PAGE 27 • March 2020



9. Learn to manage stress: These days, stress is a part of our everyday lives. Excess stress is harmful to our health. Stress occurs when you perceive that demands placed on you (such as work, school or relationships) exceed your ability to cope. An extreme amount of stress can result in a variety of health consequences and take a severe emotional toll. Find balance in both your personal and work life. 10. Exercise: Exercise benefits your mind and your body. Even a twenty-minute walk, run, or swim can result in an immediate effect that can last for several hours.

In Conclusion:

There is no better investment than in your health! Being an active participant in your health maximizes your chances of living a long, healthy, and productive life. Good health is the greatest blessing of life. Act. Don’t sit there waiting. If you want to change your eating habits, do something about it. Go to the grocery store. Go organic. Cook your food. Prepare meals for work. Quit smoking and alcohol abuse. If you want to be fit. Join a gym. Walk with a friend on your lunch break. Find a workout partner that will help keep you motivated. Remember, tomorrow is promised to no one. Invest in your health now.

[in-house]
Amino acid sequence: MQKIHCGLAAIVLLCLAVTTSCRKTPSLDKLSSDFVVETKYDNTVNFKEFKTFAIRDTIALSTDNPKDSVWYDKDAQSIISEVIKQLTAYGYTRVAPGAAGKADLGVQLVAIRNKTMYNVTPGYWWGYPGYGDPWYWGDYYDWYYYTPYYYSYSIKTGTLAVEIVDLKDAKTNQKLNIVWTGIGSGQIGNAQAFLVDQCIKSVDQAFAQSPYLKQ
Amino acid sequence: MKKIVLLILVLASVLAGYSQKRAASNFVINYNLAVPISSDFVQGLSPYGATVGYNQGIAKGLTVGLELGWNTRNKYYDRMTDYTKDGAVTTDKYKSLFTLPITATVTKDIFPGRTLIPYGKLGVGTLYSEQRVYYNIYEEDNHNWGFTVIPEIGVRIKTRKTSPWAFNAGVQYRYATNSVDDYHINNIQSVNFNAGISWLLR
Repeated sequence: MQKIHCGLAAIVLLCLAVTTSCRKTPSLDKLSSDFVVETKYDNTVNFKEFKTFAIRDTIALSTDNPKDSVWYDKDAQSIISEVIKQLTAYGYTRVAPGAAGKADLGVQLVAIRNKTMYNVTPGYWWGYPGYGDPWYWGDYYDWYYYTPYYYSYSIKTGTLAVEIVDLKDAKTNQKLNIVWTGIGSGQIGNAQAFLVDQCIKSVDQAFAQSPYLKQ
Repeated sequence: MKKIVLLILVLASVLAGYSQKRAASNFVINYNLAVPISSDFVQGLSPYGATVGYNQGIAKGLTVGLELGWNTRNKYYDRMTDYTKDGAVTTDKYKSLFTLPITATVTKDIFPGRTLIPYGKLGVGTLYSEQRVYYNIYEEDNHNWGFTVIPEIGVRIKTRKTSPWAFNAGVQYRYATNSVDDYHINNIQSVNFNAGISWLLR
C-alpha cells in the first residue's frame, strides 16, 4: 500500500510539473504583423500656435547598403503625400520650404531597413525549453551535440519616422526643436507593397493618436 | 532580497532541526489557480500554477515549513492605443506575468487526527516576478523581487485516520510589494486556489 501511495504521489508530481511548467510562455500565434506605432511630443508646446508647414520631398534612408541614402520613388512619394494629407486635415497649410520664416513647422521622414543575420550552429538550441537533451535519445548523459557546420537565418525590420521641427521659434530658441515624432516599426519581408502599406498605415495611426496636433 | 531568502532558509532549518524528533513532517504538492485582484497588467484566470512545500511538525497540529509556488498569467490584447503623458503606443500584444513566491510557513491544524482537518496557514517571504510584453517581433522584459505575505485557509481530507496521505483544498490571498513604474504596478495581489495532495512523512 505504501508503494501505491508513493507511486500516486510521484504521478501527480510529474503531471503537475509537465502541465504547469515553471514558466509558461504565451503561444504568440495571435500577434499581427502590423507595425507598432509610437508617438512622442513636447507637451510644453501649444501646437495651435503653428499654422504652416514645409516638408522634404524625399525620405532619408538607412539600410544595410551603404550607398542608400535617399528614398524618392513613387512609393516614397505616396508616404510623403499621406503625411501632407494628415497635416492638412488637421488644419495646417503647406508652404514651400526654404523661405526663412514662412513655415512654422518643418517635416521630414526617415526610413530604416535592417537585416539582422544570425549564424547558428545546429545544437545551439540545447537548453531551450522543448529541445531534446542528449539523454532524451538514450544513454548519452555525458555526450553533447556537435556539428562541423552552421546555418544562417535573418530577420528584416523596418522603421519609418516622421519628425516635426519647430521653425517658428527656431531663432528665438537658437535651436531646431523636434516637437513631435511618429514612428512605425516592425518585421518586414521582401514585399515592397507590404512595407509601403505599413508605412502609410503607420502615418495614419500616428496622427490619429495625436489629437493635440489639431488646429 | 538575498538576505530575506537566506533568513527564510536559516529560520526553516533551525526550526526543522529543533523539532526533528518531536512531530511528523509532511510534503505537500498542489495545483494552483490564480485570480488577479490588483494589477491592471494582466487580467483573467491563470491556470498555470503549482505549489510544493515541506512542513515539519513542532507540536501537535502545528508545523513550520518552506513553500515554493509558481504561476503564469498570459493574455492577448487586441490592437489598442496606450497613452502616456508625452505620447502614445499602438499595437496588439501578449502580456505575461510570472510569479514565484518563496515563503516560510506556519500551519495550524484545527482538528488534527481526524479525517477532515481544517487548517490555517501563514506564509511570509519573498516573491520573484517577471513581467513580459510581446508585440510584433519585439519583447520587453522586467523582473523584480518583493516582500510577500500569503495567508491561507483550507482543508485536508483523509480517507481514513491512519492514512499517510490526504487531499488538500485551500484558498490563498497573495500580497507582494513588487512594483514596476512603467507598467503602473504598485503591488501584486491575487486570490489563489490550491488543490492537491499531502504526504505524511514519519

“Take care of your body. It’s the only place you have to live.” - Jim Rohn I have been a personal trainer for over eighteen years and I absolutely love what I do. I honestly feel that I have one of the best jobs out there! The most rewarding part of my profession is helping one of my clients succeed at reaching their personal fitness goals. Making a difference in someone’s life makes it all worthwhile. I am currently certified by the National Sports Conditioning Association, Apex Fitness Group, and the International Sports Science Association.




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PAGE 28 • March 2020